Candidates running for the 2020 Democratic presidential nomination will face each other on the same stage again tonight in what will be the second round of primary debates this campaign season.
Similar to last month’s debates, this week’s episodes will feature 20 candidates over a two-night event fielding questions from a panel of moderators. Hosted by CNN, the debates are slated to be held in Detroit, Michigan, a state President Donald Trump won by less than 1 percent in 2016.
Moderators for each night of the event include CNN’s Jake Tapper, Dana Bash, and Don Lemon, complying with new rules from the Democratic National Committee (DNC) requiring each network conducting a debate to include at least one female and one non-white person on the moderating panel. Unlike the debates hosted and moderated by NBC in June, this week’s events will not include any questions asking the candidates to raise their hand.
Viewers can watch the debates broadcast live on CNN or Telemundo starting at 8 p.m. eastern time. Those without cable will be able to stream the event online at CNN.com or using the CNN app.
To qualify, candidates had to show the DNC that they received at least 1 percent support in three polls from a pre-approved list of reputable pollsters or that their campaign received financial contributions from 65,000 different donors that includes 200 donors across 20 states.
To determine which candidates would be on which night, CNN held a live-drawing of names to increase transparency in the process, using a formula designed to mix top-tier candidates with their lesser-known opponents. Here’s the line-up for each night in Detroit as the candidates will appear on stage:
- Marianne Williamson, author
- Tim Ryan, U.S. representative from Ohio
- Amy Klobuchar, U.S. senator from Minnesota
- Pete Buttigieg, mayor of South Bend, Indiana
- Bernie Sanders, U.S. senator from Vermont
- Elizabeth Warren, U.S. senator from Massachusetts
- Beto O’Rourke, former U.S. representative from Texas
- John Hickenlooper, former Colorado governor
- John Delaney, former U.S. representative from Maryland
- Steve Bullock, governor of Montana
- Michael Bennet, U.S. senator from Colorado
- Kirsten Gillibrand, U.S. senator from New York
- Julian Castro, former secretary of Housing and Urban Development
- Cory Booker, U.S. senator from New Jersey
- Joe Biden, former vice president
- Kamala Harris, U.S. senator from California
- Andrew Yang, entrepreneur
- Tulsi Gabbard, U.S. representative from Hawaii
- Jay Inslee, governor of Washington state
- Bill de Blasio, mayor of New York City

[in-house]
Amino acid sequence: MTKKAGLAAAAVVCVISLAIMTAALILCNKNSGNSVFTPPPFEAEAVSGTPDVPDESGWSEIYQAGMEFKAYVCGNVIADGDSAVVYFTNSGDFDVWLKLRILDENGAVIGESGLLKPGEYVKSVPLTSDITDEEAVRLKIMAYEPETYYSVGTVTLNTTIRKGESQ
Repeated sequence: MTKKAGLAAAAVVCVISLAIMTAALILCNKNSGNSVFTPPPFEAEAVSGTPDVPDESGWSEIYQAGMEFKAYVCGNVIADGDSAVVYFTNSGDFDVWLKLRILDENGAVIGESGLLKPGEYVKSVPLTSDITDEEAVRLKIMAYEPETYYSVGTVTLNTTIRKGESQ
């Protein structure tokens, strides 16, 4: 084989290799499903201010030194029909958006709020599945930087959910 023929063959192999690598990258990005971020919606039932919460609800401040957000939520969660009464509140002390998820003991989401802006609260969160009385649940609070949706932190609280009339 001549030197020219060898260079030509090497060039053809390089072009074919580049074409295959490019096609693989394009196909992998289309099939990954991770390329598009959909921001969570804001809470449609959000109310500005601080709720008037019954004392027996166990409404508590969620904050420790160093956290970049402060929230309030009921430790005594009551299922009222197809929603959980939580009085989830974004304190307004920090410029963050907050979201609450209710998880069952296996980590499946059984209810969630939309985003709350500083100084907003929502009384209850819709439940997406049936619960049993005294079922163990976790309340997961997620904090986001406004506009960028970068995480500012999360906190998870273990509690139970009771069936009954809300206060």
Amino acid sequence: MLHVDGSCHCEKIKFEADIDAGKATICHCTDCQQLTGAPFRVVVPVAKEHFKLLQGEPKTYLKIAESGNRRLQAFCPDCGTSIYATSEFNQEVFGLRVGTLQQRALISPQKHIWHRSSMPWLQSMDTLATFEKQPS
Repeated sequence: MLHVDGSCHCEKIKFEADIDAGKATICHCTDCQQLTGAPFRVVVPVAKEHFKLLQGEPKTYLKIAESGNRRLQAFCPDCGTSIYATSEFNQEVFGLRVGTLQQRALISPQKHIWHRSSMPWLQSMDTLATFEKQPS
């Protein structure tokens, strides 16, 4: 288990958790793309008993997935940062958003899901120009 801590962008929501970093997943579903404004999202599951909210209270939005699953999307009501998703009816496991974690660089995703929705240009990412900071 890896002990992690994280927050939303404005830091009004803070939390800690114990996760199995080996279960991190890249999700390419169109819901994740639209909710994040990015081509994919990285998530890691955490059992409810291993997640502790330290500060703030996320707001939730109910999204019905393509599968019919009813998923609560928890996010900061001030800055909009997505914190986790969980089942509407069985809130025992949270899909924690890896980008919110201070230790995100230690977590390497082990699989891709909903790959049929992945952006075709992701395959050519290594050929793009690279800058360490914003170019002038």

Candidates who did not qualify for this week’s debates or for last month’s primetime events include U.S. Rep. Seth Moulton (D-Mass.), Miramar, Florida Mayor Wayne Messam, former U.S. senator Mike Gravel (D-AK.), and former U.S. representative Joe Sestak. Billionaire Tom Steyer entered the race after the first debates in June and failed to qualify for this week’s events.
One candidate who will appear on stage this week who was absent from the debate stages in Miami is Montana Gov. Steve Bullock. U.S. Rep. Eric Swalwell (D-Calif.), who was included on the second night of the debates in Miami, ended his presidential campaign earlier this month.
All eyes will be on former vice president Biden and Harris, who will appear on stage together again this week after the two had the most consequential exchange last month when Harris attacked Biden’s record on race issues. Harris particularly targeted Biden’s opposition to busing as a U.S. senator from Delaware, a policy that was used to integrate schools.
Following the debates, Biden saw his poll numbers slip dramatically while Harris’s support nearly doubled. Biden however, remains the field’s frontrunner with an average of approximately 29 percent support, according to Real Clear Politics’ latest aggregate of polls.
Biden made clear last week that he plans to go on offense in Detroit, telling supporters he was not going “to be as polite” in this week’s debates.
Biden’s comments came as another senator who will appear on the other side of Biden Wednesday targeted the former vice president’s record on race. Sen. Cory Booker labeled Biden the “architect of mass incarceration” at the NAACP’s conference in Detroit last week, going after Biden’s support while in the senate for the 1994 crime bill that many blame for the United States’ exceptionally high incarceration rates, particularly among minorities.
The threshold to qualify for subsequent debates held in September and October will be higher, with candidates needing to show the DNC 2 percent support in at least four different polls from pre-approved pollsters, in addition to receiving 130,000 unique donors that includes 400 unique donors from at least 20 states.